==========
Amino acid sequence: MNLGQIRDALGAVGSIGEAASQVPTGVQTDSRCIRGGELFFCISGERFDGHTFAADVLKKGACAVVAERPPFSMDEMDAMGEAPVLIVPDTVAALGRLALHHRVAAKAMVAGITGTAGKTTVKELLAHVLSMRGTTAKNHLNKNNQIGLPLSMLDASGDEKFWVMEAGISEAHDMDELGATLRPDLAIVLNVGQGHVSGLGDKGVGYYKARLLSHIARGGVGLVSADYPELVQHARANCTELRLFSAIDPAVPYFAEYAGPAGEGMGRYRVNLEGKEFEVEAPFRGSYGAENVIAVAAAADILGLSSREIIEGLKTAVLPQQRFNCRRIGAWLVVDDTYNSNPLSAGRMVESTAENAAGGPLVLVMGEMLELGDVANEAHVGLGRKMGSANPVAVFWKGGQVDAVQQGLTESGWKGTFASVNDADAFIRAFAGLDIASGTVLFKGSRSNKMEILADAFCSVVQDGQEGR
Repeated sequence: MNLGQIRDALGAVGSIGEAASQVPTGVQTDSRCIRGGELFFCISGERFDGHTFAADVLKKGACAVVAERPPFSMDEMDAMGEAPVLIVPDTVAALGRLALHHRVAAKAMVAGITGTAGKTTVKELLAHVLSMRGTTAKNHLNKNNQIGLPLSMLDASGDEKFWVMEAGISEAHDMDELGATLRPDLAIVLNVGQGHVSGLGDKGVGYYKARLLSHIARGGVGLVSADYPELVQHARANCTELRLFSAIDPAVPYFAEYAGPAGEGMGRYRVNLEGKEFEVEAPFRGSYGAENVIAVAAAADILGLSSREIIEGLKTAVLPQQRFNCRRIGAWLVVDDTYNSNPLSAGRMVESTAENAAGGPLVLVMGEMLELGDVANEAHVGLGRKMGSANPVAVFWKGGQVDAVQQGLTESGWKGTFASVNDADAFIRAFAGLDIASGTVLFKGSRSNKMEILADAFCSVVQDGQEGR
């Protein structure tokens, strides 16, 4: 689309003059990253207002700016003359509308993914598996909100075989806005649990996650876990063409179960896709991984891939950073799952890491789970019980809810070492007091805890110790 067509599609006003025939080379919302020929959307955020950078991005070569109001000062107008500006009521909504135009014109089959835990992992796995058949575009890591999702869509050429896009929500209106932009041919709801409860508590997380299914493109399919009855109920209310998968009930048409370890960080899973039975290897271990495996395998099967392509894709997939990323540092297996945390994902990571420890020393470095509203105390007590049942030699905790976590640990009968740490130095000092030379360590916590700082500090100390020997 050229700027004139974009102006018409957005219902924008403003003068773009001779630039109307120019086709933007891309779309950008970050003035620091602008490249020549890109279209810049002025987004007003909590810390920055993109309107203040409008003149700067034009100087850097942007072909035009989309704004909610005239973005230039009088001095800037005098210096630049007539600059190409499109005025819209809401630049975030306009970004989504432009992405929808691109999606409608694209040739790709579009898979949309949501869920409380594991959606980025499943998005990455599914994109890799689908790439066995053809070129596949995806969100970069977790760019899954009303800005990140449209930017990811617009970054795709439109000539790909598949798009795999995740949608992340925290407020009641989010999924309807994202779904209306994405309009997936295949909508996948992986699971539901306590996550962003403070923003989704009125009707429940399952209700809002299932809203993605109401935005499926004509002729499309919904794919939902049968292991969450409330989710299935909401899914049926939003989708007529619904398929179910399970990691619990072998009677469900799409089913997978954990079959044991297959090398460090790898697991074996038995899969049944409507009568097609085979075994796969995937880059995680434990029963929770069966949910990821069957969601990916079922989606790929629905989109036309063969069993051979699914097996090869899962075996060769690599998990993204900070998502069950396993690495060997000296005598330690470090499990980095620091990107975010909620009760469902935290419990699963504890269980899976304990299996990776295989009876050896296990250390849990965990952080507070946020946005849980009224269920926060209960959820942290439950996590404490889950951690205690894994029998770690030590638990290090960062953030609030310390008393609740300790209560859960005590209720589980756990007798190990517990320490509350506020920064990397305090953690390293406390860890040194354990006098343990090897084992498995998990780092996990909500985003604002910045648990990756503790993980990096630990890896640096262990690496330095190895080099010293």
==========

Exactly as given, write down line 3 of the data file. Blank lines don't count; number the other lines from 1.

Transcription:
């Protein structure tokens, strides 16, 4: 689309003059990253207002700016003359509308993914598996909100075989806005649990996650876990063409179960896709991984891939950073799952890491789970019980809810070492007091805890110790 067509599609006003025939080379919302020929959307955020950078991005070569109001000062107008500006009521909504135009014109089959835990992992796995058949575009890591999702869509050429896009929500209106932009041919709801409860508590997380299914493109399919009855109920209310998968009930048409370890960080899973039975290897271990495996395998099967392509894709997939990323540092297996945390994902990571420890020393470095509203105390007590049942030699905790976590640990009968740490130095000092030379360590916590700082500090100390020997 050229700027004139974009102006018409957005219902924008403003003068773009001779630039109307120019086709933007891309779309950008970050003035620091602008490249020549890109279209810049002025987004007003909590810390920055993109309107203040409008003149700067034009100087850097942007072909035009989309704004909610005239973005230039009088001095800037005098210096630049007539600059190409499109005025819209809401630049975030306009970004989504432009992405929808691109999606409608694209040739790709579009898979949309949501869920409380594991959606980025499943998005990455599914994109890799689908790439066995053809070129596949995806969100970069977790760019899954009303800005990140449209930017990811617009970054795709439109000539790909598949798009795999995740949608992340925290407020009641989010999924309807994202779904209306994405309009997936295949909508996948992986699971539901306590996550962003403070923003989704009125009707429940399952209700809002299932809203993605109401935005499926004509002729499309919904794919939902049968292991969450409330989710299935909401899914049926939003989708007529619904398929179910399970990691619990072998009677469900799409089913997978954990079959044991297959090398460090790898697991074996038995899969049944409507009568097609085979075994796969995937880059995680434990029963929770069966949910990821069957969601990916079922989606790929629905989109036309063969069993051979699914097996090869899962075996060769690599998990993204900070998502069950396993690495060997000296005598330690470090499990980095620091990107975010909620009760469902935290419990699963504890269980899976304990299996990776295989009876050896296990250390849990965990952080507070946020946005849980009224269920926060209960959820942290439950996590404490889950951690205690894994029998770690030590638990290090960062953030609030310390008393609740300790209560859960005590209720589980756990007798190990517990320490509350506020920064990397305090953690390293406390860890040194354990006098343990090897084992498995998990780092996990909500985003604002910045648990990756503790993980990096630990890896640096262990690496330095190895080099010293």